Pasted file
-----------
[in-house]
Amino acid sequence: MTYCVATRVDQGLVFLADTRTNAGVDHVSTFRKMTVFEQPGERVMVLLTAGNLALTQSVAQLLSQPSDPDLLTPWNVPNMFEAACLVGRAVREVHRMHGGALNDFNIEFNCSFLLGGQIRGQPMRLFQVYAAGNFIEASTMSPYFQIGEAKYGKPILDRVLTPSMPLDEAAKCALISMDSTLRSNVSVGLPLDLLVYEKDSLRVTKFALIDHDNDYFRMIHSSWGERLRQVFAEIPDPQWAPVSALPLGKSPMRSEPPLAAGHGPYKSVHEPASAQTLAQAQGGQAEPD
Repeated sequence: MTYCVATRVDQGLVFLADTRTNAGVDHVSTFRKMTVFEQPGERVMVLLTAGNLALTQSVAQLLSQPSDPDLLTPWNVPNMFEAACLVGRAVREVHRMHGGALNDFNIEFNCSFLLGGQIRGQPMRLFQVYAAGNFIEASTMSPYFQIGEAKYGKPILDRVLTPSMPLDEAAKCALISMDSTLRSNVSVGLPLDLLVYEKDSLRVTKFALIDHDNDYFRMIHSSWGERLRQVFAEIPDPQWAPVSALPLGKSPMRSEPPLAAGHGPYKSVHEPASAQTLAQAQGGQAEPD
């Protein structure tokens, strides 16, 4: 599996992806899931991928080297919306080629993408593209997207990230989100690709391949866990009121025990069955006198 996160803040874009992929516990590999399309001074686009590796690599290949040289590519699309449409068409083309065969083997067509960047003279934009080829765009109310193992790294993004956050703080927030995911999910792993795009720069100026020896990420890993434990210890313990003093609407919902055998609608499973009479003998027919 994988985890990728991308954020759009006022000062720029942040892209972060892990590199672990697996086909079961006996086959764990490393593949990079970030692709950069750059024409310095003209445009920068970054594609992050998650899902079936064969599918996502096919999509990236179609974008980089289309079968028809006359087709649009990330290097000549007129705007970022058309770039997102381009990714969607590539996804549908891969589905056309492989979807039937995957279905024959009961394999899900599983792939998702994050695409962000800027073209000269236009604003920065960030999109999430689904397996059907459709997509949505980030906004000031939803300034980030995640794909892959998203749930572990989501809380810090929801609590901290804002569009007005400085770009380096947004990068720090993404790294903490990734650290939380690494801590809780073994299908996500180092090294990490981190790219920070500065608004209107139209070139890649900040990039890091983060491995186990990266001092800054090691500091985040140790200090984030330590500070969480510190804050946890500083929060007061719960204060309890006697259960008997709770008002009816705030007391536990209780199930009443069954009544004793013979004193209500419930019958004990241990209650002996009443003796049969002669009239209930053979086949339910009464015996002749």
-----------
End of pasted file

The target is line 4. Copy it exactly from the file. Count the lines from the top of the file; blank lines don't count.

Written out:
């Protein structure tokens, strides 16, 4: 599996992806899931991928080297919306080629993408593209997207990230989100690709391949866990009121025990069955006198 996160803040874009992929516990590999399309001074686009590796690599290949040289590519699309449409068409083309065969083997067509960047003279934009080829765009109310193992790294993004956050703080927030995911999910792993795009720069100026020896990420890993434990210890313990003093609407919902055998609608499973009479003998027919 994988985890990728991308954020759009006022000062720029942040892209972060892990590199672990697996086909079961006996086959764990490393593949990079970030692709950069750059024409310095003209445009920068970054594609992050998650899902079936064969599918996502096919999509990236179609974008980089289309079968028809006359087709649009990330290097000549007129705007970022058309770039997102381009990714969607590539996804549908891969589905056309492989979807039937995957279905024959009961394999899900599983792939998702994050695409962000800027073209000269236009604003920065960030999109999430689904397996059907459709997509949505980030906004000031939803300034980030995640794909892959998203749930572990989501809380810090929801609590901290804002569009007005400085770009380096947004990068720090993404790294903490990734650290939380690494801590809780073994299908996500180092090294990490981190790219920070500065608004209107139209070139890649900040990039890091983060491995186990990266001092800054090691500091985040140790200090984030330590500070969480510190804050946890500083929060007061719960204060309890006697259960008997709770008002009816705030007391536990209780199930009443069954009544004793013979004193209500419930019958004990241990209650002996009443003796049969002669009239209930053979086949339910009464015996002749």